Photo courtesy of NOAA’s National Weather Service (NWS) Collection.
Though they’re roughly a century old, Wilson Bentley’s close-up photographs of snowflakes, taken with the help of a microscope, are as mesmerizing today as when they were first published around the turn of the century. Some of the snowflakes have delicate, lacy fronds around the edges, while others are clean hexagons with intricate geometric patterns. No two are alike, a radical notion that Bentley was the first to assert in 1898, when he first published his photographs. Perhaps as fascinating as the images themselves, which are now in many major museum collections, is the story of Bentley himself, a self-taught farmer-turned-scientist who made these photographs during a time when photography was an expensive, technical endeavor.
Currently the centerpiece of the exhibition “Sixfold Symmetry: Pattern in Art and Science” at the Tang Teaching Museum at Skidmore College, Bentley’s photographs were made through a process of microphotography, which translated the miniscule details of a snowflake seen under a microscope, to a scale that can be appreciated by the naked eye. According to Tang co-curator Rachel Seligman, the process of photomicrography that Bentley developed was “key in the history of photography,” and “led to our better understanding of the natural world.” Last year, the photographs were included in the exhibition “The Keeper” at the New Museum, which was dedicated to deeply personal, often all-consuming acts of preservation.
Bentley was born in 1865 and grew up on his family’s farm in Jericho, Vermont (not far from Burlington), where snow season stretched from November to as late as May. He was educated mostly at home by his mother, who was a teacher, until the age of 14 when he began attending public school. He spent countless hours exploring his mother’s encyclopedia, and from an early age, he was fascinated by the natural world. According to Duncan C. Blanchard, author of the 1998 biography The Snowflake Man, in his teens Bentley began using a humble microscope to examine feathers, flower petals, stone fragments, raindrops and the like.
In the winter, Bentley began using the microscope to look at snowflakes. Technically known as “ice crystals,” a snowflake begins as a miniscule speck of dust, and water vapor crystallizes around it. How a flake grows depends on humidity and temperature.
Bentley tried to capture what he saw under the microscope through drawing, but wasn’t satisfied. He began reading about photography and discovered that a compound microscope could be connected to a bellows camera to capture microscopic images. He bought a three-foot-long bellows camera and connected it to a compound microscope; he improvised wheels and strings that allowed him to control the camera mechanisms.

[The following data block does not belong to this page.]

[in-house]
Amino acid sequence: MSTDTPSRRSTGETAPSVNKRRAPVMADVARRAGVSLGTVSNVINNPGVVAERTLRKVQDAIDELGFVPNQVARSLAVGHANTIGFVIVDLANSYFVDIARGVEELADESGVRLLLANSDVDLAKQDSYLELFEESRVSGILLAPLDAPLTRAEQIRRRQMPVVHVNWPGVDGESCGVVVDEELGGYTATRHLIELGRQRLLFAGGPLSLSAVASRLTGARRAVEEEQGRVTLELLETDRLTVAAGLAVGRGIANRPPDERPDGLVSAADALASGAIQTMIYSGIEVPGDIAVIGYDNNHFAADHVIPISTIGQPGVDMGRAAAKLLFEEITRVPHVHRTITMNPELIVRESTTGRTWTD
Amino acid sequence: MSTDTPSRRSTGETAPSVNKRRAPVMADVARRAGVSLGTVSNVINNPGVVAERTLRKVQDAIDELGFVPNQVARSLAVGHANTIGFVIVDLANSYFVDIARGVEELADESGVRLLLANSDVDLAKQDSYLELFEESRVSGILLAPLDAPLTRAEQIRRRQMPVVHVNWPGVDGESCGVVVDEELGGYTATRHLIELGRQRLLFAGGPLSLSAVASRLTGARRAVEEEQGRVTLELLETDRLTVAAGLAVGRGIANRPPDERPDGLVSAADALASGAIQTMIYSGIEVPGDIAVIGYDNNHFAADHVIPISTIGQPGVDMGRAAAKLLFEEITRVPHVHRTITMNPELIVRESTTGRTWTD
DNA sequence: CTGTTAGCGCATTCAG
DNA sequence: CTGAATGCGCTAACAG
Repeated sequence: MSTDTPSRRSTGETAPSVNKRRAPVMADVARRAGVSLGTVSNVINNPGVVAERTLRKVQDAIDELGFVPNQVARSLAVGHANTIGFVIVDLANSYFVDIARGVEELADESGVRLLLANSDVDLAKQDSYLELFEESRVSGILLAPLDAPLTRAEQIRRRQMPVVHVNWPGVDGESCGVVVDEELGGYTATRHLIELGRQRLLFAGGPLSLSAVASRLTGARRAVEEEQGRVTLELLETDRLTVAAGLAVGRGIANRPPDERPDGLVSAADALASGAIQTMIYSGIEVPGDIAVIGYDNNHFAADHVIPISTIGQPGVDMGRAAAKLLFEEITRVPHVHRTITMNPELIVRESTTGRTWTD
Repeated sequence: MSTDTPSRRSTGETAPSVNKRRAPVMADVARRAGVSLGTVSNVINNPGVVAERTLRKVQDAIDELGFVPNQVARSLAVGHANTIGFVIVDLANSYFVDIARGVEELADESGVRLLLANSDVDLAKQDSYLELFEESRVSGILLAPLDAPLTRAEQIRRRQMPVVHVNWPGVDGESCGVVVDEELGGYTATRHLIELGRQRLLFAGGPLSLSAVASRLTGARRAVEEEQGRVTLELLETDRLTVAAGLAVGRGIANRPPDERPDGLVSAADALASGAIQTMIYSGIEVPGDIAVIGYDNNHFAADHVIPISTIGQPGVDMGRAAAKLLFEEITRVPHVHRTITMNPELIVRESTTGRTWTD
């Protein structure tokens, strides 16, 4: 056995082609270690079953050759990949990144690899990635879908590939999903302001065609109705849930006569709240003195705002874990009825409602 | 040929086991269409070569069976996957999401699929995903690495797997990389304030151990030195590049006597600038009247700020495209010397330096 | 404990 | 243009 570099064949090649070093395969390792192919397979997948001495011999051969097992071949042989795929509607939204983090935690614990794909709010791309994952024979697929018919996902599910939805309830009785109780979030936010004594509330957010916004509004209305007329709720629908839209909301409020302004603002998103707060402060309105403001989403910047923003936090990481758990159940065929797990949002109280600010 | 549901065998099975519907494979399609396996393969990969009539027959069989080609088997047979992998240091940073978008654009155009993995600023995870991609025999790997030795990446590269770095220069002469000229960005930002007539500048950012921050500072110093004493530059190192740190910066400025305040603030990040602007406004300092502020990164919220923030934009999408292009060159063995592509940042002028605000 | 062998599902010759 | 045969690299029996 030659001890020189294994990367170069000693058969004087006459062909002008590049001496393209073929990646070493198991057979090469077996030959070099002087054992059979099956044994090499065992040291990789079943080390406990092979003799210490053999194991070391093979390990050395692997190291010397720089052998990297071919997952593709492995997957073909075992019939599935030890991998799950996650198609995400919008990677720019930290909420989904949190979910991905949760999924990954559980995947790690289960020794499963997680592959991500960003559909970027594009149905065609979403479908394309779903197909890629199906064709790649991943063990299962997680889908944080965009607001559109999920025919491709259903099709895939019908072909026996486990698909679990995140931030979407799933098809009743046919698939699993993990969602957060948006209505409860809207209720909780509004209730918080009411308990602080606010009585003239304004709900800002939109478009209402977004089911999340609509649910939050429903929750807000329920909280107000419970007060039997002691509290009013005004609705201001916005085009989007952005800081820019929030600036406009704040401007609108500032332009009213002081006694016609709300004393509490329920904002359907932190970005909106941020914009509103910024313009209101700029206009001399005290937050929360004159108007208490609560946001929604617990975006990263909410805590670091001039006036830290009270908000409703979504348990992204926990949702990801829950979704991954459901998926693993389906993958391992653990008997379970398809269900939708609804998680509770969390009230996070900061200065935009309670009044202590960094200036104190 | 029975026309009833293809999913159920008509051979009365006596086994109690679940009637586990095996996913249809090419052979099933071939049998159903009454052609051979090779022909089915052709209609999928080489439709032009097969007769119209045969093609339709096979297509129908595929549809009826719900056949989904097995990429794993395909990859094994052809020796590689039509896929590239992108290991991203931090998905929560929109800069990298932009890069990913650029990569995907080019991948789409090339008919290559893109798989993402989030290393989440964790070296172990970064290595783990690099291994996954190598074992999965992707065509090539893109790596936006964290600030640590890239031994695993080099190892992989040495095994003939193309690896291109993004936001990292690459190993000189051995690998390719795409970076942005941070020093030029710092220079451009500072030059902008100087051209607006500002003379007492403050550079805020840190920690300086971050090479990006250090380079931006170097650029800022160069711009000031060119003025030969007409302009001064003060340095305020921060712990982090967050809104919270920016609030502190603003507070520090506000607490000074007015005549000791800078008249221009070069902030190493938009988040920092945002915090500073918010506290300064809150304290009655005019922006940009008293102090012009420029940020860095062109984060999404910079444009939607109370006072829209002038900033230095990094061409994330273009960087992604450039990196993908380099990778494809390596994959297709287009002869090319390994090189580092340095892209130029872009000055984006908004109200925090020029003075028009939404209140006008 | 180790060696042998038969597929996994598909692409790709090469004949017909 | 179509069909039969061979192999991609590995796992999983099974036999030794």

Years of trial and error followed. During snowstorms, Bentley diligently focused on his photographs, often missing meals and working in isolation. Among the challenges, which he later wrote about in detail, was the speed at which he had to work, in order to get the image before his subject evaporated. He would collect falling flakes on a blackboard, carefully transfer an intact, individual crystal to a microscope slide using a splint, and use a feather to position it. He would focus the microscope and then expose a dry plate for as long as about five minutes.
In 1885, when Bentley was 20, he successfully captured the first photograph of a snowflake: a sharp, black-and-white image, no larger than a few inches in size. Over the next 13 years, Bentley would create more than 400 such images, working in obscurity.
In 1898, a professor at the University of Vermont heard about Bentley’s work and helped him publish an article in Popular Scientific Monthly. Bentley wrote that, based on his observations, no two snowflakes are alike—a shockingly new idea at the time, which prompted vehement responses in other major journals. Later on, science would prove that his hypothesis was, indeed, correct. “By means of these wonderfully delicate and exquisite figures much may be learned of the history of each crystal and the changes through which it has passed in its journey through cloudland,” Bentley wrote.
While working a 20-cow dairy farm with his brother, Bentley continued making microphotographs and keeping detailed meteorological records, with obsessive intensity. He never married and was known to keep to himself. He kept studying—recording data on raindrops, dew, frost, and clouds—and writing, contributing articles to magazines such as National Geographic and scientific studies to Monthly Weather Review. His ideas anticipated key concepts in meteorology, though he received very little recognition during his lifetime.
Bentley sold slides of his photographs to colleges and universities, and the images became popular with engravers, textile designers and jewelers, who used them as a model for cutting gems. In 1931, the same year Bentley died of pneumonia (which may have been caused by a walk through a snowstorm), roughly half of his 5,000 snowflake photographs were published in the book Snow Crystals, which was reissued by Dover in 1962 and is available to this day.
The man who earned the title “Snowflake Man” is now something of a folk hero, or perhaps an outsider artist. Seligman muses, “By allowing us to visualize the delicate balance between pattern and variation, the photographs are a singular example of our human desire to capture, investigate, and understand pattern.”